A Kelbrook man involved in a mortgage fraud of “breathtaking proportions” has been jailed for four years.
Frank Edward Philip Darlington (62), of Vicarage Road, was one of four defendants sentenced to a total of 21 years by Mold Crown Court.
Darlington, a surveyor, and his fellow defendants, former policeman Anthony Lowri-Huws, developer Sheila Whalley and solicitor Nicholas Jones all denied conspiracy to defraud but were convicted following a four-month trial.
The prosecution said the value of the fraud was between £15 and £24m. but Judge Rhys Rowlands said, for sentencing purposes only, he would deal with them on the £6m. figure put forward by the defence – the difference between what lenders paid out and what they would have paid out if the applications were genuine.
The court heard how Darlington provided false valuations and rental income figures and Jonesdid the conveyancing work for the purchases and mortgage applications.
The jury heard mortgage lenders were duped into lending thousands of pounds in mortgages on properties across North Wales, Cheshire and the North West in a fraud conspiracy.
The case involved 189 mortgage applications.
The prosecution said the deceit was achieved by inflating the actual value of the property used as security, hiding the fact that, in some cases, no deposit was put down or inflating the rental income potential to make the mortgage rate more acceptable. In some cases the apartments on which mortgages were advanced simply did not exist.
Mr Simon Killeen (defending) said his client was not part of the enterprise, and had received no great profits or money.
He obtained work and was paid £60 or £80 for his valuations. The close relationship he had meant he had been able to obtain a £38,000 mortgage for a property in Scotland but that was not part payment for his involvement.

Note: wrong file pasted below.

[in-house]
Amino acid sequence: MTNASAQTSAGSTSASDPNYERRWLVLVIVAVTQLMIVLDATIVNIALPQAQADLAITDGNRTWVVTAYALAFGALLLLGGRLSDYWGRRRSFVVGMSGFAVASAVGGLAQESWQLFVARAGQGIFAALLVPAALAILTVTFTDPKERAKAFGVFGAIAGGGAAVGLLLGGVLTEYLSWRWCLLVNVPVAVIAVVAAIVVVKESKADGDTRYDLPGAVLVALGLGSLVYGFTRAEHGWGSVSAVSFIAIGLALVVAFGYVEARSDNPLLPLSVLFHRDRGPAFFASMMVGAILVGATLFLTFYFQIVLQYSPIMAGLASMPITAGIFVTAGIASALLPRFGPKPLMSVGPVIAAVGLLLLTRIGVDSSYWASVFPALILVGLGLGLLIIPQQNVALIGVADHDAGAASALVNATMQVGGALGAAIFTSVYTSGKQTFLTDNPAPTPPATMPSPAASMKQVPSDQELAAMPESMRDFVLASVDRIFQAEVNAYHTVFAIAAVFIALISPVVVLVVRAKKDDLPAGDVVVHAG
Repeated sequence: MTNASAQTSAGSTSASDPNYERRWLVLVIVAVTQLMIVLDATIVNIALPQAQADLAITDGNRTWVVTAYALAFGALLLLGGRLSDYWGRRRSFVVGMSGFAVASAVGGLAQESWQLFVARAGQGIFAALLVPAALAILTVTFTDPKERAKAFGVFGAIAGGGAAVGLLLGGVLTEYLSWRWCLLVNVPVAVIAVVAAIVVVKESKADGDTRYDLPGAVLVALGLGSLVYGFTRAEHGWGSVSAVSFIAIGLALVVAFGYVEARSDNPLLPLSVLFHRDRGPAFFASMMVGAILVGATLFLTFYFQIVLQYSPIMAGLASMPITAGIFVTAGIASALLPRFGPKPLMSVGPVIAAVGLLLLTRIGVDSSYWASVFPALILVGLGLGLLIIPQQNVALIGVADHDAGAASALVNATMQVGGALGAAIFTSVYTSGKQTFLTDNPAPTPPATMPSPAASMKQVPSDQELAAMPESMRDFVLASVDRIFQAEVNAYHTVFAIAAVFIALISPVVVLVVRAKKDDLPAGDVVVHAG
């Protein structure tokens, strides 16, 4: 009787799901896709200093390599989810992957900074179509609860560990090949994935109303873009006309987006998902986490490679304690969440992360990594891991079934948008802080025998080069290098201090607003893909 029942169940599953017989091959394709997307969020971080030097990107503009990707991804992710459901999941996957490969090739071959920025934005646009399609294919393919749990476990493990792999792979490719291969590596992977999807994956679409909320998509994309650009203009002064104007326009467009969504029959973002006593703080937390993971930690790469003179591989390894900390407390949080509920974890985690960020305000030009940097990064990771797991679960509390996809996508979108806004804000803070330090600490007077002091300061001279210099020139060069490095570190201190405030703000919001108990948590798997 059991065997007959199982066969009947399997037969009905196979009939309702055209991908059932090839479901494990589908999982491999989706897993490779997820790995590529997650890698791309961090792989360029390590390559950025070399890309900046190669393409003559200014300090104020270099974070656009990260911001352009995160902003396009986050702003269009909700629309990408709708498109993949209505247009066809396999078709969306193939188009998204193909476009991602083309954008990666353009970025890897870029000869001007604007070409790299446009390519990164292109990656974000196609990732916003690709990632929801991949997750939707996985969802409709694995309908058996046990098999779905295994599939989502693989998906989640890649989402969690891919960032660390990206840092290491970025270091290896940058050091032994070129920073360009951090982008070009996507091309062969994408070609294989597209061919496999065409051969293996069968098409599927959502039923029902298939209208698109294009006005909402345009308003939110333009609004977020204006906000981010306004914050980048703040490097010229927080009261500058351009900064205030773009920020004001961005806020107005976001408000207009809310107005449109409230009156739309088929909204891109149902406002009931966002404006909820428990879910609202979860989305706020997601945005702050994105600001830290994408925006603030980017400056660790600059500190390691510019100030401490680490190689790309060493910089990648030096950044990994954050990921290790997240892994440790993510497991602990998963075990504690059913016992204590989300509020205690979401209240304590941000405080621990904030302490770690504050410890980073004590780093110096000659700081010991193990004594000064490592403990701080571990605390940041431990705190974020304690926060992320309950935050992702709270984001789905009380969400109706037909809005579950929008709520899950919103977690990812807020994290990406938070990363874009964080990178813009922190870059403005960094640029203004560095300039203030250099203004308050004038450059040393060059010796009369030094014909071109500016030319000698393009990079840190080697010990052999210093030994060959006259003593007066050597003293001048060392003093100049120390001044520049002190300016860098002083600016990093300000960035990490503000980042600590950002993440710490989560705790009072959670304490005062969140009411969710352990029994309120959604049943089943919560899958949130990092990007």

The defendant had been a surveyor for a long time but that had now all gone. He had lost his good name, his character and reputation and he knew he had to go into custody.
The trial had been a difficult experience, he had been staying with a friend in Chester and suffered ill-health. It was accepted it was a breach of trust against the lenders.
Sentencing, Judge Rhys Rowlands told the defendants: “The jury was quite satisfied this was dishonesty on a fairly breath-taking scale in which each of your took part. Each of you set to brazen it out hoping the jury would acquit you.
“None of you were prepared to give evidence. You had no confidence at all with being able to deal with the obvious questions that would have been asked of you by the prosecution.
“I have heard it saidthere is a fine line between making a profit legitimately and deceiving people to make money dishonestly.
“In this case the evidence is plain. Each of you crossed that line by a country mile.”
Under the banking system in place at the time, the financial institutions relied on surveyors and solicitors to protect their interests. Without the involvement of Jones and Darlington, the conspiracy could not have succeeded.